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Horsefly bites on the rise in Lancashire – everything you need to know

HORSEFLY bites are particularly prominent in East Lancashire this summer, with pharmacies seeing an increased demand for over the counter remedies.

A social media post saw several people in Darwen coming forward to tell tales of their painful and troublesome bites, with some requiring professional medical attention.

Fliss Radley, from Darwen, said: “I’ve been bitten by horseflies in the past, but I was over Sunnyhurst Woods taking the dog for a walk in the evening and she was running around near the water.

“I was sat there when I got bitten, the fourth time it’s happened to me in my life, but this time felt different. This was on the Friday and by Monday my whole forearm and hand was red and swollen.

“I had to go to the doctor, who gave me some antibiotics and thankfully they’re starting to work now.”

While summer is a brilliant time for getting outdoors and enjoying the best of the UK’s beaches, forests and grassy spots, it’s not just humans that are basking in the good weather as the sun often brings out unwanted pests.

Horseflies thrive in the hot weather, and their bites can be painful, due to their razor-sharp claws. Also known as clegs, these dark-coloured creatures are about 2cm in size and tend to be found near horse stables, as well as ponds, woodlands and grassy areas.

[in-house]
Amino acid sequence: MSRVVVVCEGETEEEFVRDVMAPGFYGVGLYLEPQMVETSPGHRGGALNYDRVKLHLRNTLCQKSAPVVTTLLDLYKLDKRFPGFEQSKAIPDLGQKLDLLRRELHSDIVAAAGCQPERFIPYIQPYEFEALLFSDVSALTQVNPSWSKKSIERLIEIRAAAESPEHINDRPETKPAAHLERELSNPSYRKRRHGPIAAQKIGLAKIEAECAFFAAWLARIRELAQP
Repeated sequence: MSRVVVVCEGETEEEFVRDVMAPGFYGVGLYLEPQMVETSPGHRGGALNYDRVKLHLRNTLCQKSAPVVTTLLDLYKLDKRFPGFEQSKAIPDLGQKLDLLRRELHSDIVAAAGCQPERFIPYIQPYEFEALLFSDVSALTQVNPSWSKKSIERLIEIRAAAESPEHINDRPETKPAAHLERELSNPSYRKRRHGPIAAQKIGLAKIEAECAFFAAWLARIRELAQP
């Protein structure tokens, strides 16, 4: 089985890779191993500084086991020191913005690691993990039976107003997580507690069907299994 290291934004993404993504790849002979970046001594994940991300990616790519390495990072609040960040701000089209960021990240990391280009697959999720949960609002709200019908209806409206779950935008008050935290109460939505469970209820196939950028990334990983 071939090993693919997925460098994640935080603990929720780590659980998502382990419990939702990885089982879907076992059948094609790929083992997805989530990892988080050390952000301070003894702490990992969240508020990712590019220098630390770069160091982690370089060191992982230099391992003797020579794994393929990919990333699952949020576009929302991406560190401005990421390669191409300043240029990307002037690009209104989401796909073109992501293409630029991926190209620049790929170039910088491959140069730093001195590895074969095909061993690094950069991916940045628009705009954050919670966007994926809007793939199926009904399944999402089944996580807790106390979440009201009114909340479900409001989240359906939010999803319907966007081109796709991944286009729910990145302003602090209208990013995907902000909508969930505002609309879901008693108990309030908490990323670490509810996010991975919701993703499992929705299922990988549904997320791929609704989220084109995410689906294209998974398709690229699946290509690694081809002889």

Why do horseflies bite?

Much like mosquitoes, female horse flies feed off blood, so they can produce eggs. Their saw-like teeth slice open skin, while releasing an anti-coagulant to stop the blood from clotting as they eat.

The bites can take longer to heal than a mosquito, as they cut into the skin, rather than just piercing it.

As the name suggests, these large flies like to feed off horses, so you’ll often find them buzzing around stables and fields. However, they’ll feed off any large mammal they can access, like cows, dogs and humans.

What does a horsefly bite look like?

According to the NHS, a bite from a horsefly (or gadfly) can be extremely painful and the bitten area will usually be red and raised. Victims may also experience a larger red, raised rash called ‘hives’ or ‘urticaria’ as well as dizziness in some cases.

How can I treat a horsefly bite?

You should cleanse the bite and apply over-the-counter antiseptic spray or ointment to help keep the wound clean and prevent infection and itchiness. In most cases, a horsefly bite will heal itself within a few days.

How do I know if my bite is infected?

Excessive pus, foul odour and yellowing bubbles are the most common signs that a horsefly bite is infected. If you have any unusual symptoms, you should consult your GP. If you suffer from difficulty breathing, a rash that spreads or worsening pain as a result of the bite, you should seek urgent medical attention.

How can I prevent horsefly bites?

To prevent future horsefly bites, apply insect repellent before going outdoors. If possible, sticker to lighter coloured clothing as horseflies are attracted to darker colours, so this may help.

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